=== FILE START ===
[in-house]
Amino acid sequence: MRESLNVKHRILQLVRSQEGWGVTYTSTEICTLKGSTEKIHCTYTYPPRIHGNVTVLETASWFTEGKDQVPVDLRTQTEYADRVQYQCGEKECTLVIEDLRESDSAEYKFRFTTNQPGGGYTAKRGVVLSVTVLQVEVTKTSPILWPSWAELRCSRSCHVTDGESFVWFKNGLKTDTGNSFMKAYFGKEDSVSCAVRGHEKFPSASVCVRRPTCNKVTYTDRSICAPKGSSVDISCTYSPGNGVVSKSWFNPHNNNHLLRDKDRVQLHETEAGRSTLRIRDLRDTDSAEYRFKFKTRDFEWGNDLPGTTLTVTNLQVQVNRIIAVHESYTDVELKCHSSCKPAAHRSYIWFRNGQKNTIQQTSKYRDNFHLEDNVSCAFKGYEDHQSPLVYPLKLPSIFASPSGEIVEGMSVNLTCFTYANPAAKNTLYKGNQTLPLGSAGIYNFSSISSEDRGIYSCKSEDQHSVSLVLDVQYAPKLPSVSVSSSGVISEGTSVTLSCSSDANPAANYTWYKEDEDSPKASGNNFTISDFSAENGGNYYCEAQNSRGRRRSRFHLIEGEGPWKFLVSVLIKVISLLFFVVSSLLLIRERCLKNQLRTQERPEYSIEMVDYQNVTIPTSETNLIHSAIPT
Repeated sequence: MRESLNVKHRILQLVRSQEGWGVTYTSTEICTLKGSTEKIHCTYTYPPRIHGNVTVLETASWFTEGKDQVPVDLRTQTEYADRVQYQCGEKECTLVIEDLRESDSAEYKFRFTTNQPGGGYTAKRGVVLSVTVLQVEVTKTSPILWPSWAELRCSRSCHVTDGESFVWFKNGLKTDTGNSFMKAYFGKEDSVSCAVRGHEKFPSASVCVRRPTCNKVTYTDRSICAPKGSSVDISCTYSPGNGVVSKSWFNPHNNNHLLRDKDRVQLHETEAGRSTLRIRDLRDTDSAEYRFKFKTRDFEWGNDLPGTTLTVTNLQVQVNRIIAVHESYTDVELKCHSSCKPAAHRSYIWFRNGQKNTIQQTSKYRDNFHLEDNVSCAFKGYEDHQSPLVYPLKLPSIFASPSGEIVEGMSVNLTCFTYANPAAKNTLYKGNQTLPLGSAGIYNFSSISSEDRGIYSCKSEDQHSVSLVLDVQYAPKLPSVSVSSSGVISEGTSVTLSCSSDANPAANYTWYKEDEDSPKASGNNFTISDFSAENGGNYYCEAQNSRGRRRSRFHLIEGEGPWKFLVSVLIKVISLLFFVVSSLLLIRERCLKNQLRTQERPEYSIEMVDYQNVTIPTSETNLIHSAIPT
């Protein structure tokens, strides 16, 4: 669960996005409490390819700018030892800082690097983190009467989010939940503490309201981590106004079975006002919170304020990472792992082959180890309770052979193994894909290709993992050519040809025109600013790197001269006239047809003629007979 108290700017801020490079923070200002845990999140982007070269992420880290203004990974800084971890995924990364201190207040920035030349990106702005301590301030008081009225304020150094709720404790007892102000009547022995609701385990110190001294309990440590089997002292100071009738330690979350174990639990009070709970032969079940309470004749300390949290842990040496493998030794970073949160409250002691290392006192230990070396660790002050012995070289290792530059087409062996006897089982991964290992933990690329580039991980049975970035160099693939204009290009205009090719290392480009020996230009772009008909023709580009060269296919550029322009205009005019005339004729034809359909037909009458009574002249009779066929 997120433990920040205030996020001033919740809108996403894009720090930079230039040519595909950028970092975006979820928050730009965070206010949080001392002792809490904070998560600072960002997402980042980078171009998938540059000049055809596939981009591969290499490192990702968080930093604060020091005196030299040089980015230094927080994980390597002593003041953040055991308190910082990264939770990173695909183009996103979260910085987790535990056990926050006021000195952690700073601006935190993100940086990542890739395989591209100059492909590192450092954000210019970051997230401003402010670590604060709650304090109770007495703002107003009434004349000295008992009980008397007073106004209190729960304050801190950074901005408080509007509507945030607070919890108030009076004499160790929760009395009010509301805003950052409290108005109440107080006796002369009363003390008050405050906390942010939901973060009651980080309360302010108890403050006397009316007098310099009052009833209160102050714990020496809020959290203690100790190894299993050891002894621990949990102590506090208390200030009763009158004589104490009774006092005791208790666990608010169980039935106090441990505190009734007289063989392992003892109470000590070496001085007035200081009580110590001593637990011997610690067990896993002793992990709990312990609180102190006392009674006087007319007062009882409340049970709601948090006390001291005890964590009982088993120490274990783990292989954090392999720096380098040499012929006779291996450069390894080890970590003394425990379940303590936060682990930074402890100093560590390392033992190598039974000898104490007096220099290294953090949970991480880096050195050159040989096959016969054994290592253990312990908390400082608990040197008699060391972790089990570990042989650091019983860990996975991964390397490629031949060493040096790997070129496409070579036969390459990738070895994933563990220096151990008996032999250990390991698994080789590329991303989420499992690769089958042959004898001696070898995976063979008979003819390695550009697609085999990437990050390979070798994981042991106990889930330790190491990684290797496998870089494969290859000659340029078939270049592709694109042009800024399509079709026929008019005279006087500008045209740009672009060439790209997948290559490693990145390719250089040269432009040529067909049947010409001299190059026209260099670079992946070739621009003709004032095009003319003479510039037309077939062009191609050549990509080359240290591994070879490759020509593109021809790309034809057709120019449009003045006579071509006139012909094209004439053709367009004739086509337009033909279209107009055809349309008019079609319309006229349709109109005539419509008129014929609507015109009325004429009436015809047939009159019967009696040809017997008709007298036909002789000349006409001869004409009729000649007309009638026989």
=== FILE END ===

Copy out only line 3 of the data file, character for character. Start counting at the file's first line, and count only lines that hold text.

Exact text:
Repeated sequence: MRESLNVKHRILQLVRSQEGWGVTYTSTEICTLKGSTEKIHCTYTYPPRIHGNVTVLETASWFTEGKDQVPVDLRTQTEYADRVQYQCGEKECTLVIEDLRESDSAEYKFRFTTNQPGGGYTAKRGVVLSVTVLQVEVTKTSPILWPSWAELRCSRSCHVTDGESFVWFKNGLKTDTGNSFMKAYFGKEDSVSCAVRGHEKFPSASVCVRRPTCNKVTYTDRSICAPKGSSVDISCTYSPGNGVVSKSWFNPHNNNHLLRDKDRVQLHETEAGRSTLRIRDLRDTDSAEYRFKFKTRDFEWGNDLPGTTLTVTNLQVQVNRIIAVHESYTDVELKCHSSCKPAAHRSYIWFRNGQKNTIQQTSKYRDNFHLEDNVSCAFKGYEDHQSPLVYPLKLPSIFASPSGEIVEGMSVNLTCFTYANPAAKNTLYKGNQTLPLGSAGIYNFSSISSEDRGIYSCKSEDQHSVSLVLDVQYAPKLPSVSVSSSGVISEGTSVTLSCSSDANPAANYTWYKEDEDSPKASGNNFTISDFSAENGGNYYCEAQNSRGRRRSRFHLIEGEGPWKFLVSVLIKVISLLFFVVSSLLLIRERCLKNQLRTQERPEYSIEMVDYQNVTIPTSETNLIHSAIPT